Unbiblical “mongrel” forms of Postmillennialism take the form of Charismatic “Dominion theology” in which the world is conquered by naming-it-and-claiming-it, speaking it into being by the word of faith, etc. The other mongrel form of Postmillennialism is so-called “Reformed” theonomy in which even the civil laws of ancient Israel are reinstated, and Church and State become one.

Amillennialism relies on the historical-grammatical method of interpretation. Context and genre are interpretive considerations, Scripture interprets Scripture, Old Testament interpreted by the New Testament. Some amillennialists see Progressive Parallelism in the Book of Revelation; Earth’s history repeated seven times. Most amillennialists are pretorist; either orthodox (“partial”) pretorist or hyper (“full”) pretorist, teaching that either most (“partial,” orthodox) or all (“full” or hyper-pretorist) prophecy in Revelation is already fulfilled by 70 AD. Hyper-pretorism, or “full” pretorism is absolutely heretical! The Second Coming, resurrection, judgment, and recreation have certainly NOT already taken place! “Partial,” or orthodox pretorism, however, as found in historic Postmillennialism and Amillennialism, is within the bounds of historical orthodoxy.

Like Postmillennialists, Amillennialists teach that we are in “the millennium” now; that it is not a literal period of 365,000 24-hour days, but that the “thousand years of peace” described in Revelation is figurative, meaning only “a really long time.” Amillennialism is better named “Non-millennialism.” The prefix “A” means “not,” as in “asymmetrical” (not symmetrical) or “asymptomatic” (having no symptoms).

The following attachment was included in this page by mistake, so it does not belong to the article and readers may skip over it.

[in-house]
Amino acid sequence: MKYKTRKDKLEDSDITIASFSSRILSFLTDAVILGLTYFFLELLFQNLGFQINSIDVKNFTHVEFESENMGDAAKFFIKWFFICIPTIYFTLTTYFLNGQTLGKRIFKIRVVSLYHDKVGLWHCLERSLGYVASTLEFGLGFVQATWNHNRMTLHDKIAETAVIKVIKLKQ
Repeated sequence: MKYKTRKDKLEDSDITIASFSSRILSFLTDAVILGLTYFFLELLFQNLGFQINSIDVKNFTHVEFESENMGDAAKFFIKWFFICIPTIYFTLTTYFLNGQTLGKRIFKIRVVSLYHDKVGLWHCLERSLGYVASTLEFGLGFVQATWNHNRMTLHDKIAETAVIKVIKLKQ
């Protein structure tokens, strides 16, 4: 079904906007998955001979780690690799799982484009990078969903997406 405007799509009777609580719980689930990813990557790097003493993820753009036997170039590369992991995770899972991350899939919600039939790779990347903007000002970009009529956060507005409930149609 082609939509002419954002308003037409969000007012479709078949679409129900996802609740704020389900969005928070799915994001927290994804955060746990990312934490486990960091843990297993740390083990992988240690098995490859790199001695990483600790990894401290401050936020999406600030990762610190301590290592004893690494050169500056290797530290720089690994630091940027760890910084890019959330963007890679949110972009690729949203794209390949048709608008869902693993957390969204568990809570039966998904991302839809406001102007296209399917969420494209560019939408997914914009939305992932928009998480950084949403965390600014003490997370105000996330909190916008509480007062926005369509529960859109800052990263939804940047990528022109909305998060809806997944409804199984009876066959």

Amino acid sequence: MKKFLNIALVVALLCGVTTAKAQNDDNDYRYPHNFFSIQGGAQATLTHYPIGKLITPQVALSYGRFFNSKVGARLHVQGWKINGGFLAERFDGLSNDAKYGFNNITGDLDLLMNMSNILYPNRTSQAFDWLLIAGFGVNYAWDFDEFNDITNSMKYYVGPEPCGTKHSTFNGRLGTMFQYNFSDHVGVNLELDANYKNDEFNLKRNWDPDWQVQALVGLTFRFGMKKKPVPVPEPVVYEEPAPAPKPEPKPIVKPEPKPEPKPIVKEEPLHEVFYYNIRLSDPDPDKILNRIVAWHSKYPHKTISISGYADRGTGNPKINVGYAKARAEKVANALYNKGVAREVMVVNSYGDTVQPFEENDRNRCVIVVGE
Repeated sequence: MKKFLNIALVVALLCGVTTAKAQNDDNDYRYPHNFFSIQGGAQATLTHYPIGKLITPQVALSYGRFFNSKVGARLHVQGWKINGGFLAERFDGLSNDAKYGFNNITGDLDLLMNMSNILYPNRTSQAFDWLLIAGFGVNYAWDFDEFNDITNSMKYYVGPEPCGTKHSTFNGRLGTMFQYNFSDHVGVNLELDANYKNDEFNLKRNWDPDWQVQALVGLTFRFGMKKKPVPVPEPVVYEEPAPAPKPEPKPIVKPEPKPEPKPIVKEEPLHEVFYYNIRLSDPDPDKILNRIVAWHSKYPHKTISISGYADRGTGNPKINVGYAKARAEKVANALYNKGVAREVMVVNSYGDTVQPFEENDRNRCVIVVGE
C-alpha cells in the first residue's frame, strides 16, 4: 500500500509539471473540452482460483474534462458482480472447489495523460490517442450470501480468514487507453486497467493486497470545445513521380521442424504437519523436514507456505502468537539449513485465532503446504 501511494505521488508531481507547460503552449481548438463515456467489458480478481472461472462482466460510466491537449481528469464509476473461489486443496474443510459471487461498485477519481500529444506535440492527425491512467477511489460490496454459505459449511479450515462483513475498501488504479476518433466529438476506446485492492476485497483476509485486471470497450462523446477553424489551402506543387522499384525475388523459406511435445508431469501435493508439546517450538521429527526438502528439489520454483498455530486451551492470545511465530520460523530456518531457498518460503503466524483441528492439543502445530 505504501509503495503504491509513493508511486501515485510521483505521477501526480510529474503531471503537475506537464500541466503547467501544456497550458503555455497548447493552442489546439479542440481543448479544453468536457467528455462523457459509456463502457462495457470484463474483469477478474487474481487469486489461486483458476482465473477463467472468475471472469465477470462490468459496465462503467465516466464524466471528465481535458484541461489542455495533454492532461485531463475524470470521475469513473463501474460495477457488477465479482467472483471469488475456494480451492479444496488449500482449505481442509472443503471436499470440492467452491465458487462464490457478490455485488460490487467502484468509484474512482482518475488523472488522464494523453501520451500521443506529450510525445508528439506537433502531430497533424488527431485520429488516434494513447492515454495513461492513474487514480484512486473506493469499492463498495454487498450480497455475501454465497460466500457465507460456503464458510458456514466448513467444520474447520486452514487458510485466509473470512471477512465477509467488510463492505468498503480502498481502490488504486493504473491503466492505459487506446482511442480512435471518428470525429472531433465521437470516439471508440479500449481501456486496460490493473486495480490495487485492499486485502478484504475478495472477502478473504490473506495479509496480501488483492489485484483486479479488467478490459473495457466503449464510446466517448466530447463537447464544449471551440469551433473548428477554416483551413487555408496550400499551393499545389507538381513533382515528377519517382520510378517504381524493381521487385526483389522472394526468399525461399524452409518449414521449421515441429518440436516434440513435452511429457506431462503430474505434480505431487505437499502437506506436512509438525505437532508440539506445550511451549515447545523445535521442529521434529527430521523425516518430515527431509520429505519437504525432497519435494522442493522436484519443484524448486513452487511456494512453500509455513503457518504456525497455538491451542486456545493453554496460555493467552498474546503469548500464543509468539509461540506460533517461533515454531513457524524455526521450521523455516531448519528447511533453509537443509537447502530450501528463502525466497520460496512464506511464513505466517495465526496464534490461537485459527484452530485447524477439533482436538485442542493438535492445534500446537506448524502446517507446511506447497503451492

Despite the power of the gospel to change the lives of those who believe it, Amillennialism teaches that the great majority of humanity will reject the gospel, and the Lord will return to rescue a persecuted remnant rather than a triumphant, world-conquering Church which dominates the planet-wide, “Christianized” human culture. It is often called pessimistic eschatology, but that is a misnomer. Optimism or pessimism depends on one’s point of view. The remnant does indeed overcome the world, but not in the form of a “golden age” where the whole world is majority-Christian and truly living in the power of Spirit-filled holiness. The Scriptures are replete with Remnant types and narratives, from the fist family to the tiny surviving remnant of those who fled from Egypt, those emerging from the Assyrian and Babylonian captivities, etc. Amillennialism teaches that the Lord returns to rescue a persecuted remnant, and that the Second Coming initiates the resurrection, judgment, and final state of humanity.

Premillennialism